'American Idol' Fans Weigh In On Connected Contestants

'The show should be for people who've never had a chance,' one viewer says of season-seven hopefuls with professional experience.

On Tuesday night, "American Idol" audiences were introduced to Kristy Lee Cook, the winsome 23-year-old kickboxing cage-fighter from Oregon who purportedly sold her favorite horse to pay her way to the Philadelphia auditions. Following the two-hour, season-seven premiere, fans rushed to the Internet's various "Idol" forums and message boards, praising Cook's performance and declaring her an early favorite for the show's eventual title crown.

Others, though, went on the offensive to protest the comely blonde's "Idol" eligibility, considering she's not exactly the greenest contender in the running. Of course, there were a few others who just couldn't help but comment on the obvious: "That chick's so freakin' hot."

Cook, as MTV News reported Tuesday, is a country artist who was once signed to Arista Nashville and managed by Marty Rendelman, who counts LeAnn Rimes as a former client. Cook also had a deal with Britney Spears' production company, and the embattled pop star was set to appear in one of Cook's videos. Spears never did appear in the clip, which is probably a good thing, seeing as it featured a half-naked dude and images of the Confederate flag.

Cook is one of a handful of "Idol" hopefuls this season who can claim at least some music-industry experience. One contestant, Carly Hennessy, is an Irish singer who was signed to MCA Records and even released a solo record, Ultimate High, while another, Jermaine Paul, was nominated for a Grammy.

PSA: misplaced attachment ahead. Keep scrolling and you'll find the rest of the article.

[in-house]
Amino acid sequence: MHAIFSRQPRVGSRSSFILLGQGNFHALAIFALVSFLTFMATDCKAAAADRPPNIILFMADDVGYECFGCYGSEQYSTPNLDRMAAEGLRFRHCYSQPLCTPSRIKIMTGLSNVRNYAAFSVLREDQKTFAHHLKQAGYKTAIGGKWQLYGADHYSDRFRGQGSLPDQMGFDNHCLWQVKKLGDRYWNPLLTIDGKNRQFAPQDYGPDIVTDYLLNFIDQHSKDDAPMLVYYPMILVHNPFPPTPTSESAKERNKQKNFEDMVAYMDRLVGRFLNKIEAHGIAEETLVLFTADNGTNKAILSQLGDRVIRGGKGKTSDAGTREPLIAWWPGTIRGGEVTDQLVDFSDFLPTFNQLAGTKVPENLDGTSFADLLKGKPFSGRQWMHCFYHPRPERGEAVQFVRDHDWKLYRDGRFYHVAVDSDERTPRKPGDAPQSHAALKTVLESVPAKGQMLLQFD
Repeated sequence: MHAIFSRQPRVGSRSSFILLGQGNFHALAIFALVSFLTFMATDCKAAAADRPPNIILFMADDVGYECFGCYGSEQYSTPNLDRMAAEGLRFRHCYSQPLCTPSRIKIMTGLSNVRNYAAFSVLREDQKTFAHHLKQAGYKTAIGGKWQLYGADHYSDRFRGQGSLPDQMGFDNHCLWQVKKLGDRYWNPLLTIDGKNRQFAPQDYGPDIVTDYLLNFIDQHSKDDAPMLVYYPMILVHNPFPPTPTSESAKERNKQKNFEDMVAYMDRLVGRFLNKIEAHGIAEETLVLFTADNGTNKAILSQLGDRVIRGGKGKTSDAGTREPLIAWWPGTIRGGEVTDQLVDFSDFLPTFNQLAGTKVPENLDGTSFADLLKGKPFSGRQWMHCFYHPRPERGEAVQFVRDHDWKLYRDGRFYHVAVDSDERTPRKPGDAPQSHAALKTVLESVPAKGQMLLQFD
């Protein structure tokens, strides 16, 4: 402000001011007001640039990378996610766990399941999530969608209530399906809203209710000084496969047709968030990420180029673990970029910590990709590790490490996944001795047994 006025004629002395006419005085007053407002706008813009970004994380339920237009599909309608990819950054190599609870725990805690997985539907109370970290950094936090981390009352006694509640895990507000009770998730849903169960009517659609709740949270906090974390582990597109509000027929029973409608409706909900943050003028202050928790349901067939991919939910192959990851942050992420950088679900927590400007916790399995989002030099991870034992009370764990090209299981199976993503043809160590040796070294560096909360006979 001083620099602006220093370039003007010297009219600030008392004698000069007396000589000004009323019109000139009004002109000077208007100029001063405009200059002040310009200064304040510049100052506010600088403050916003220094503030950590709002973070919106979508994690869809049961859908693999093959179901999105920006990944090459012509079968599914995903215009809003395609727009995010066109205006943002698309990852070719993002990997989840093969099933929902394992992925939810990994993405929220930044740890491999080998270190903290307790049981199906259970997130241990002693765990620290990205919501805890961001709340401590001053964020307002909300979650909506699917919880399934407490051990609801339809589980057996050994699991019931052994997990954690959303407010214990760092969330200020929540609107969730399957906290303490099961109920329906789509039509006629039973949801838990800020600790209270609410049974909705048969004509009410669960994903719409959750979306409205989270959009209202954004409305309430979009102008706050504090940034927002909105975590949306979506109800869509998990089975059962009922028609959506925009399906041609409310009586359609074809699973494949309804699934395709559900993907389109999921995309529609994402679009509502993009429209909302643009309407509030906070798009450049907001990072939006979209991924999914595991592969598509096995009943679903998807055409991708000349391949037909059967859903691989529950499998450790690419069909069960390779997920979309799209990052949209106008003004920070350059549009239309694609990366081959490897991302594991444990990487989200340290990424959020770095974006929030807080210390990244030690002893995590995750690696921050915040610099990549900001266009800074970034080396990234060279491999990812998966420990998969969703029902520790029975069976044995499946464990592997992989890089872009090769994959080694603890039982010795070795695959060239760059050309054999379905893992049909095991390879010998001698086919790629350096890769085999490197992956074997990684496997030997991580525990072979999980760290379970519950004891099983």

Will the onslaught of professional singers, some of whom have signed recording contracts and retained management, cheapen the "American Idol" experience for the general public? Maybe — if the online response to Cook's audition is any indication.

"Isn't this show [about finding] undiscovered talent?," asked one fan at the official "American Idol" forums, where several threads dealing with Cook's professional past seem to have been cleaned out. "That's a bit upsetting for me. 'Idol' has always been my favorite show. If I see anymore of the supposed 'chosen' ones making it through, I'm gonna throw up."

"It makes you not even want to watch," responded another fan. "It is to be expected though. With all the people being dropped from their labels [including Katharine McPhee, Taylor Hicks, and Ruben Studdard, who were all dropped from their labels' rosters within the last month], they are really out to get someone in that will sell."

"I'm not really liking how we know so much about her and that she has a manager," explained another fan. "I don't think I'm liking the direction 'AI' is heading. What happened to undiscovered talent like Kellie Pickler and Elliott Yamin, that are regular people with side jobs and school and stuff?"